Could free college tuition be on the way?
Tennessee may be known for its great weather, country music and being Elvis’s hometown, but that might soon change.
According to ThinkProgress, in April, Tennessee lawmakers passed a bill that will make tuition free for all high school graduates who go to a two-year college as long as they meet the requirements of the “Tennessee Promise” program.
Tennessee considering free tuition program
As part of the program, after graduating from high school, students will have to maintain a 2.0 grade point average, attend mandatory meetings, work with a mentor, and do community service. As long as they fulfill these obligations, their college education is free.
After the students graduate two-year colleges, they are eligible to enroll in a four-year school as juniors.
According to the report, the bill needs to be approved by Gov. Bill Haslam (R) before it goes into law, but the governor has made it a part of his campaign to improve the state’s graduation rates from 32 percent to 55 percent by 2025, so it’s certainly a possibility.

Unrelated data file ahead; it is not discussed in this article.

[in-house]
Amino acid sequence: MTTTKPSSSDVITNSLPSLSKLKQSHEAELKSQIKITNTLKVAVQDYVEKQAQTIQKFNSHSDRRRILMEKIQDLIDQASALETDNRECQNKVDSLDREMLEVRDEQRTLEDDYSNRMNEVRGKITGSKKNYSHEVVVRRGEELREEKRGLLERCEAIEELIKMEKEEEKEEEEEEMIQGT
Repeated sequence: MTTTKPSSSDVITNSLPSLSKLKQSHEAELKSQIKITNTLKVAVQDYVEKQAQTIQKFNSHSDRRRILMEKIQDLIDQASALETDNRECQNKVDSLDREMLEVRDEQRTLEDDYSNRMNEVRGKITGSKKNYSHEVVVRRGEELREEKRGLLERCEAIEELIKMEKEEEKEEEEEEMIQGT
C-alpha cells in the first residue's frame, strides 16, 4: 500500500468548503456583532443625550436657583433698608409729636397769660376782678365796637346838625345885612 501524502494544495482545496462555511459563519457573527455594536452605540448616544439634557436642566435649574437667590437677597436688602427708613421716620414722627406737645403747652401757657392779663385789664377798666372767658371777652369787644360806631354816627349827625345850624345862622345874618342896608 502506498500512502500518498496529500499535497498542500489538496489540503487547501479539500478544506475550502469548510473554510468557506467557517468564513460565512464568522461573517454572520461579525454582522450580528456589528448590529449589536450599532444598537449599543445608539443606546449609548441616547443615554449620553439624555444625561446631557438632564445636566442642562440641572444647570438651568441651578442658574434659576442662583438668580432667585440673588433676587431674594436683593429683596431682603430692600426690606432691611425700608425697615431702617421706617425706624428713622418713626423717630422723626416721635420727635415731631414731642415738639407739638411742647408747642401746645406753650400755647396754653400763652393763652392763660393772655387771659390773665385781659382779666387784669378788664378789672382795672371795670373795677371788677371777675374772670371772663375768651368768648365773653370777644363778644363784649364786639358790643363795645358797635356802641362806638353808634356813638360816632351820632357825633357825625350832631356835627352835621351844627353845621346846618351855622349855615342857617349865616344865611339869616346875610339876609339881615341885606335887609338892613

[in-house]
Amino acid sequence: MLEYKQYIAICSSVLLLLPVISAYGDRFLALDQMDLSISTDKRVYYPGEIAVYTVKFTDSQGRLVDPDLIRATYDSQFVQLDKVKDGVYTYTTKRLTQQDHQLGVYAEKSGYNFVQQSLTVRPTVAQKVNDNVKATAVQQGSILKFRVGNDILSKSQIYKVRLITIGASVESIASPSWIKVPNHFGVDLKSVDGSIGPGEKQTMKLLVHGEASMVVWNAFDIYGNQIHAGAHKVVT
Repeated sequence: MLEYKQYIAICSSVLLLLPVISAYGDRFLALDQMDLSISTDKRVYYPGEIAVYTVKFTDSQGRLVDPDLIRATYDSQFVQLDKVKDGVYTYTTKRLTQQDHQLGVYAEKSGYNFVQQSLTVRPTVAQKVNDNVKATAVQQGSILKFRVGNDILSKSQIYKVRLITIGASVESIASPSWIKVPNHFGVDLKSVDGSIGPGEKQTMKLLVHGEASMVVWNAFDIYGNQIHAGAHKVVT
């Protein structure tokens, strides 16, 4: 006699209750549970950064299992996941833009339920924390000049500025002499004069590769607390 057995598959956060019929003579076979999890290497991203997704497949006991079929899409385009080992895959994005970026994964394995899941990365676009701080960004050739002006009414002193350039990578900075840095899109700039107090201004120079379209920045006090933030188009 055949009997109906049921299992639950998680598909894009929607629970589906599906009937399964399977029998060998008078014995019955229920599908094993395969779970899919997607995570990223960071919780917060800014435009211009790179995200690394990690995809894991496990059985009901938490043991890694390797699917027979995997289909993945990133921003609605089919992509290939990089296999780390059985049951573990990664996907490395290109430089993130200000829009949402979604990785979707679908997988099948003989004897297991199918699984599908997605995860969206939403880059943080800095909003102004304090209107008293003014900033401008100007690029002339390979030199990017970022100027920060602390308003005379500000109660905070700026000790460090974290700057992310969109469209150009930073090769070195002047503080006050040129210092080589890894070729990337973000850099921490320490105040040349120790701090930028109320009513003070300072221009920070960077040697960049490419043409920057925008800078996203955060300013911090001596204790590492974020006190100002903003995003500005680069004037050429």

Making college more accessible and affordable
While no states currently offer free tuition to all high school graduates, others, including Florida, Mississippi, and Oregon are considering “pay it forward” plans that allow students to attend community colleges or public universities for free but require them to pay a certain portion of their income after graduation.
We’re looking forward to seeing how states respond to the challenge of low graduation rates and skyrocketing college tuition. Any program that makes college more accessible and affordable should have a positive impact on reducing student debt and improving graduation rates and higher education as a whole.